UCA News

Antioch Patriarch's Church in India faces threat of split

The metropolitan archbishop of Knanaya archdiocese debarred temporarily by the Patriarch of Antioch for alleged disobedience
Supporters of Metropolitan Archbishop Severios Kuriakose of Malankara Syrian Knanaya Archdiocese gathered at the Chingavanam headquarters in the Kottayam district in India's southern Kerala state.

Supporters of Metropolitan Archbishop Severios Kuriakose of Malankara Syrian Knanaya Archdiocese gathered at the Chingavanam headquarters in the Kottayam district in India's southern Kerala state. (Photo: Supplied)

Published: May 23, 2024 12:21 PM GMT
Updated: May 24, 2024 05:20 AM GMT

An India-based Church group under the Patriarch of Antioch, the Malankara Syriac Orthodox Church, faces the threat of a split after the patriarch suspended one of its archbishops for alleged disobedience.

Christians in the Church’s archdiocese based in Kottayam district in southern Kerala state are divided after Patriarch of Antioch Ignatius Aprem-II suspended their Archbishop Severios Kuriakose, accused of defying the orders of the patriarch.

The suspension order of May 17 has divided around 50,000 Christians of the Malankara Syriac Knanaya Archdiocese at Chingavanam in Kottayam district, according to T. O. Abraham, the archdiocesan Knanaya Association secretary.

At a May 21 emergency meeting, the archdiocesan members declared the suspension of their Metropolitan illegal. “The Patriarch has only spiritual powers and no power to deal with temporal matters, including dismissing our Metropolitan,” said Abraham, secretary of the supreme body that manages the archdiocese's temporal matters.

Some Church leaders told UCA News that Kuriakose's consent to convene a special session of the Knanaya Association to amend their constitution, allegedly to curtail the patriarch's powers, provoked the suspension.

“The majority of the believers in the archdiocese are with their suspended Archbishop, and he will continue in the office,” Abraham said, asserting that they refuse to accept the Patriarch arbitrarily exercising temporal powers.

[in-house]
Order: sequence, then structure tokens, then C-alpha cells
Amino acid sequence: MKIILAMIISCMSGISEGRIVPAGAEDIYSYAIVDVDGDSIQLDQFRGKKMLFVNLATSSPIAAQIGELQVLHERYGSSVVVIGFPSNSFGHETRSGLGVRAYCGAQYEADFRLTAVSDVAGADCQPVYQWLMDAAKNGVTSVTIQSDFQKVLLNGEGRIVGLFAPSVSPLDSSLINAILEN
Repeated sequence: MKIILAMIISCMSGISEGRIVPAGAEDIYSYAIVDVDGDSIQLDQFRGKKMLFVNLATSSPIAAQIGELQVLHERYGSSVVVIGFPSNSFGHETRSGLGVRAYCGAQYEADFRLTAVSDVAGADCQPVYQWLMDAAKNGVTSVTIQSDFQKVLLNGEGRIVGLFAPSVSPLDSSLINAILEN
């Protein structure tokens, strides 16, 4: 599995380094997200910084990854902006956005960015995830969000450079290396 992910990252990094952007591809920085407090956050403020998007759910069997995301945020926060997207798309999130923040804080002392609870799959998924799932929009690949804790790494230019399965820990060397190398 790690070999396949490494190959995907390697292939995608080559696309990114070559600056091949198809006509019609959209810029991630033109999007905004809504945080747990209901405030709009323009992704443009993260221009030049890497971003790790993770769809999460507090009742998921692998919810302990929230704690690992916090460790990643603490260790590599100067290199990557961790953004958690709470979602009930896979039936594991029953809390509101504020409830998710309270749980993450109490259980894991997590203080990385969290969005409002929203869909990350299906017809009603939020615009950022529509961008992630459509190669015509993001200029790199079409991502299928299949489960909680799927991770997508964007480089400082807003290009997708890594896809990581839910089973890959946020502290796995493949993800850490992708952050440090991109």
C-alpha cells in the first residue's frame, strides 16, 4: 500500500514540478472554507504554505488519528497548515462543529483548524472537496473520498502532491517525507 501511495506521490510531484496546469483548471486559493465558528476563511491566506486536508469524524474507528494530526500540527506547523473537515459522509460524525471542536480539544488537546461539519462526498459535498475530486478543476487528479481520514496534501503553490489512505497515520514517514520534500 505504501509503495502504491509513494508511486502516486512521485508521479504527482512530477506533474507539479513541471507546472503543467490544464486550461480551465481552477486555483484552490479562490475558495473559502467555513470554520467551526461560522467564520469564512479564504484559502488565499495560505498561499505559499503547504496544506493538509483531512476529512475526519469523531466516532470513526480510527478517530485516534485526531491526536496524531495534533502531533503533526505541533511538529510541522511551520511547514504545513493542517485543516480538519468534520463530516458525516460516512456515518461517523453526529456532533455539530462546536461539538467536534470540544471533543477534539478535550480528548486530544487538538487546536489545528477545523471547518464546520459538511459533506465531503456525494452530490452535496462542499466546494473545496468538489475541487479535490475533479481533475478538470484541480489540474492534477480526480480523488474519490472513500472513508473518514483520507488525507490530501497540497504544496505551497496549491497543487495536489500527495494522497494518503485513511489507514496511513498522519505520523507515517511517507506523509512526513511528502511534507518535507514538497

The proposed amendment was meant to reduce the patriarch from supreme leader to spiritual leader and make Kuriakose the lifetime head of the Indian diocese.

A section of Christians who support the patriarch said Kuriakose was suspended for his continuous disobedience and attempt to curtail the patriarch's powers with the help of the Knanaya Association.

Those opposed to the amendment complained against Kuriakose to the patriarch, who in turn ordered the former to cancel the permission given for the special meeting and publish it in newspapers and inform him about it,” said Elias Zachariah Parrel, a former secretary of the Knanaya Association.

Zachariah told UCA News on May 23 that the archbishop did not comply with the order “in a convincing way” and was suspended for disobedience.

Those supporting the archbishop challenged the patriarch’s suspension order in a local court in Kottayam on May 18, and the court temporarily stopped its implementation. After a detailed hearing, the court will decide on the legal validity of the suspension order. The court scheduled its next hearing for May 25.

The Kerala-based Church has some 20 dioceses in India and abroad, but at least 15 are in Kerala. These dioceses function under the leadership of a Catholicose based in Kerala, who pledges allegiance to the Patriarch of Antioch. The current Catholicose is Aboon Mor Baselios Thomas I. 

The Knanaya Archdiocese has three auxiliary bishops under its archbishop and enjoys functional autonomy with its distinct constitution, approved in 1950 by the Church and the Patriarch of Antioch. 

The archdiocese aims to serve the Malankara Syriac Knanaya community, which is part of the larger Knanaya Christian community in Kerala, who claim to have their origin from a group of Jewish-Christian emigrants from Cana in Southern Mesopotamia. The migrants are believed to have landed on the Kerala coast in AD 345.

The Knanaya community claims to maintain lineage purity by not accepting those marrying outside their community. They maintain endogamous communities within all seven major Christian groups in Kerala that trace their origin to St. Thomas, the apostle.

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